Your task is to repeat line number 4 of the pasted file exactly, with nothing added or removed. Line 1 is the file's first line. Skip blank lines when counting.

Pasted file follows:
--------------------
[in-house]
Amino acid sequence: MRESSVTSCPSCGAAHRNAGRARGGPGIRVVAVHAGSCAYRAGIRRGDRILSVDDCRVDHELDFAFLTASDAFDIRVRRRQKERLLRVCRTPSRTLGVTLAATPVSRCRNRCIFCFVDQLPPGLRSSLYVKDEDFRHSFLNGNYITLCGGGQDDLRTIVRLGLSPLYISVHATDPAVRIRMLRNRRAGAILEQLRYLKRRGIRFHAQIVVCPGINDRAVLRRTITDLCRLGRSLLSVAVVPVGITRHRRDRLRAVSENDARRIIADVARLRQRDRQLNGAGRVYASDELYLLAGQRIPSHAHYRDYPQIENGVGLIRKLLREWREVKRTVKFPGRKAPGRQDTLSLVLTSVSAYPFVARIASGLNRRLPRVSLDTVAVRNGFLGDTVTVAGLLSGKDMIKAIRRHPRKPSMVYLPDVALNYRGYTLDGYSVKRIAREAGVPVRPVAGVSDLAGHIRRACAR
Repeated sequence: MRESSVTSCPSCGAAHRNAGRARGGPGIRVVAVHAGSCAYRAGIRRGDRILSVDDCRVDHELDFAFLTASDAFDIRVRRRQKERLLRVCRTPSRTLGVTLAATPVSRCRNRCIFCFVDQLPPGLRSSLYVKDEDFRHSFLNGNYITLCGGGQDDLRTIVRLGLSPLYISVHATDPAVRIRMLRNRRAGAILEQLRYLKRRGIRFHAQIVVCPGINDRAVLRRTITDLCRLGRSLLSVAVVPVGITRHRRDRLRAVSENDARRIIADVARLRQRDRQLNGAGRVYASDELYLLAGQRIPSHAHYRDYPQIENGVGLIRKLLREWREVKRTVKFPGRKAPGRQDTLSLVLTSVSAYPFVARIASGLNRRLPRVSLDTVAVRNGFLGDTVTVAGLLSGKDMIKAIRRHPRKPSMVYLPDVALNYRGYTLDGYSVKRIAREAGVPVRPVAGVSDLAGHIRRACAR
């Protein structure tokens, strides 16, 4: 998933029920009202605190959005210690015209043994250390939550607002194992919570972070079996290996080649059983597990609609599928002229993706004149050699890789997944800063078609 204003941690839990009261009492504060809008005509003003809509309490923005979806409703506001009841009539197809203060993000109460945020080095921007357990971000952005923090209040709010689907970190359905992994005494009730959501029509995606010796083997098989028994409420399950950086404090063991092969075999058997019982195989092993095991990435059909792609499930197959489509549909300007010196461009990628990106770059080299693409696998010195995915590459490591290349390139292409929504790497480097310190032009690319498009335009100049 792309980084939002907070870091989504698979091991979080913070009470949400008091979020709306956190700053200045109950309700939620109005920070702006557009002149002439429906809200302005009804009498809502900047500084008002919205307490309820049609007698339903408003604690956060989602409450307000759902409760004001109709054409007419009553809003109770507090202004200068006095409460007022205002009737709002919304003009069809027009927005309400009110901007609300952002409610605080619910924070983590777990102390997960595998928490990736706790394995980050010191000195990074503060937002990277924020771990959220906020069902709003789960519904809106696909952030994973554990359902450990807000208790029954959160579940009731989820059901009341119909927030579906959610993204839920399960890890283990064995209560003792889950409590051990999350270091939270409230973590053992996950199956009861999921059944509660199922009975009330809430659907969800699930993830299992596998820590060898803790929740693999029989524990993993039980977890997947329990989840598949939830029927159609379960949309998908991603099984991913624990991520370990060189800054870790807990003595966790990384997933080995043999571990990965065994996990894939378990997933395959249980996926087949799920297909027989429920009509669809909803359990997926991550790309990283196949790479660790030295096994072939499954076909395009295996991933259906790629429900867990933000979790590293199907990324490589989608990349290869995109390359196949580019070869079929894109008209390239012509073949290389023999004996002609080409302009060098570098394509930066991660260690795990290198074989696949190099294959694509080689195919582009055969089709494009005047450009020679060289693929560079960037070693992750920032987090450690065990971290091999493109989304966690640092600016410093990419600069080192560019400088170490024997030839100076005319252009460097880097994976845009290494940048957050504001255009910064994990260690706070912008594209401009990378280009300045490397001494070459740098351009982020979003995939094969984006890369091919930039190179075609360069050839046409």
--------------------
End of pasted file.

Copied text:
């Protein structure tokens, strides 16, 4: 998933029920009202605190959005210690015209043994250390939550607002194992919570972070079996290996080649059983597990609609599928002229993706004149050699890789997944800063078609 204003941690839990009261009492504060809008005509003003809509309490923005979806409703506001009841009539197809203060993000109460945020080095921007357990971000952005923090209040709010689907970190359905992994005494009730959501029509995606010796083997098989028994409420399950950086404090063991092969075999058997019982195989092993095991990435059909792609499930197959489509549909300007010196461009990628990106770059080299693409696998010195995915590459490591290349390139292409929504790497480097310190032009690319498009335009100049 792309980084939002907070870091989504698979091991979080913070009470949400008091979020709306956190700053200045109950309700939620109005920070702006557009002149002439429906809200302005009804009498809502900047500084008002919205307490309820049609007698339903408003604690956060989602409450307000759902409760004001109709054409007419009553809003109770507090202004200068006095409460007022205002009737709002919304003009069809027009927005309400009110901007609300952002409610605080619910924070983590777990102390997960595998928490990736706790394995980050010191000195990074503060937002990277924020771990959220906020069902709003789960519904809106696909952030994973554990359902450990807000208790029954959160579940009731989820059901009341119909927030579906959610993204839920399960890890283990064995209560003792889950409590051990999350270091939270409230973590053992996950199956009861999921059944509660199922009975009330809430659907969800699930993830299992596998820590060898803790929740693999029989524990993993039980977890997947329990989840598949939830029927159609379960949309998908991603099984991913624990991520370990060189800054870790807990003595966790990384997933080995043999571990990965065994996990894939378990997933395959249980996926087949799920297909027989429920009509669809909803359990997926991550790309990283196949790479660790030295096994072939499954076909395009295996991933259906790629429900867990933000979790590293199907990324490589989608990349290869995109390359196949580019070869079929894109008209390239012509073949290389023999004996002609080409302009060098570098394509930066991660260690795990290198074989696949190099294959694509080689195919582009055969089709494009005047450009020679060289693929560079960037070693992750920032987090450690065990971290091999493109989304966690640092600016410093990419600069080192560019400088170490024997030839100076005319252009460097880097994976845009290494940048957050504001255009910064994990260690706070912008594209401009990378280009300045490397001494070459740098351009982020979003995939094969984006890369091919930039190179075609360069050839046409």